Abstract: Heatmap representations have formed the basis of human pose estimation systems for many years, and their extension to 3D has been a fruitful line of recent research. This includes 2.5D volumetric heatmaps, whose X and Y axes correspond to image space and Z to metric depth around the subject. To obtain metric-scale predictions, 2.5D methods need a separate post-processing step to resolve scale ambiguity. Further, they cannot localize body joints outside the image boundaries, leading to incomplete estimates for truncated images. To address these limitations, we propose metric-scale truncation-robust (MeTRo) volumetric heatmaps, whose dimensions are all defined in metric 3D space, instead of being aligned with image space. This reinterpretation of heatmap dimensions allows us to directly estimate complete, metric-scale poses without test-time knowledge of distance or relying on anthropometric heuristics, such as bone lengths. To further demonstrate the utility our representation, we present a differentiable combination of our 3D metric-scale heatmaps with 2D image-space ones to estimate absolute 3D pose (our MeTRAbs architecture). We find that supervision via absolute pose loss is crucial for accurate non-root-relative localization. Using a ResNet-50 backbone without further learned layers, we obtain state-of-the-art results on Human3.6M, MPI-INF-3DHP and MuPoTS-3D. Our code will be made publicly available to facilitate further research.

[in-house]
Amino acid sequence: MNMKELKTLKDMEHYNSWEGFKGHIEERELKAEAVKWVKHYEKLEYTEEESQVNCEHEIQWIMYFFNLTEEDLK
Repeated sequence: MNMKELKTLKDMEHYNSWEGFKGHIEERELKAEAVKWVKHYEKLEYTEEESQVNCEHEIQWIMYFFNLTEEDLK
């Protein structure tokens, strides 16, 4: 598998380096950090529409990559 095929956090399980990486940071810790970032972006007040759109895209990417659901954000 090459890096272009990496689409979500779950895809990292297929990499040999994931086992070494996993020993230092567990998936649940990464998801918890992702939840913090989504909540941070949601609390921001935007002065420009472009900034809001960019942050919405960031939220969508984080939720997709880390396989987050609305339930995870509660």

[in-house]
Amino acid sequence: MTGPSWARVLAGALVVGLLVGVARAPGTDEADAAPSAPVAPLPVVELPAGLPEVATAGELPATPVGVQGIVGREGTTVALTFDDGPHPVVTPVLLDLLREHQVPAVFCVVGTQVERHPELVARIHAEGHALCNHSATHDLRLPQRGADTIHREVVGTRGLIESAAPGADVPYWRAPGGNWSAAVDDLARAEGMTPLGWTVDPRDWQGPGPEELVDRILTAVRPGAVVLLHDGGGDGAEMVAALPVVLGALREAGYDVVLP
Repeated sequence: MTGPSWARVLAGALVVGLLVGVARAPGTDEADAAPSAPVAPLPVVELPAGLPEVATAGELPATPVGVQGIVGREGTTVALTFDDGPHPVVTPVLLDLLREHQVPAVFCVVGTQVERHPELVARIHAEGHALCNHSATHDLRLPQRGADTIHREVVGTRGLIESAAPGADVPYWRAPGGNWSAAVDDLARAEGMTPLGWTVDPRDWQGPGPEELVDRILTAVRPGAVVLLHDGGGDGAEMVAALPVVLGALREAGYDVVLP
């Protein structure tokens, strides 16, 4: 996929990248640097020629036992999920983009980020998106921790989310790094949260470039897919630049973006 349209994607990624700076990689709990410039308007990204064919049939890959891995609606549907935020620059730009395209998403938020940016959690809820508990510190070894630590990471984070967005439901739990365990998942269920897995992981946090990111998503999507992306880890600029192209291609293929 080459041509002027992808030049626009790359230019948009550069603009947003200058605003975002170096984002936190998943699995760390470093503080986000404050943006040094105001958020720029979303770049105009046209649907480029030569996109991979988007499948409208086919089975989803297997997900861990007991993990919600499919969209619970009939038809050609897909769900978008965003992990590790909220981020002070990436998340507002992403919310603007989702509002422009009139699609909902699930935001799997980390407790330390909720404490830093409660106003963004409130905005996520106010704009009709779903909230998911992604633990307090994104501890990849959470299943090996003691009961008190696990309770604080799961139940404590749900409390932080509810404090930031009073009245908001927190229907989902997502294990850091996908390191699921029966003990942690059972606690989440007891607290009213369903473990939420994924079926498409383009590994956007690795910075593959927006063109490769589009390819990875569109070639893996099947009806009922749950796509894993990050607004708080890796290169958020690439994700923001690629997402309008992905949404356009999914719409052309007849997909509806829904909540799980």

Authors: István Sárándi, Timm Linder, Kai O. Arras, Bastian Leibe
(RWTH Aachen University & Robert Bosch GmbH)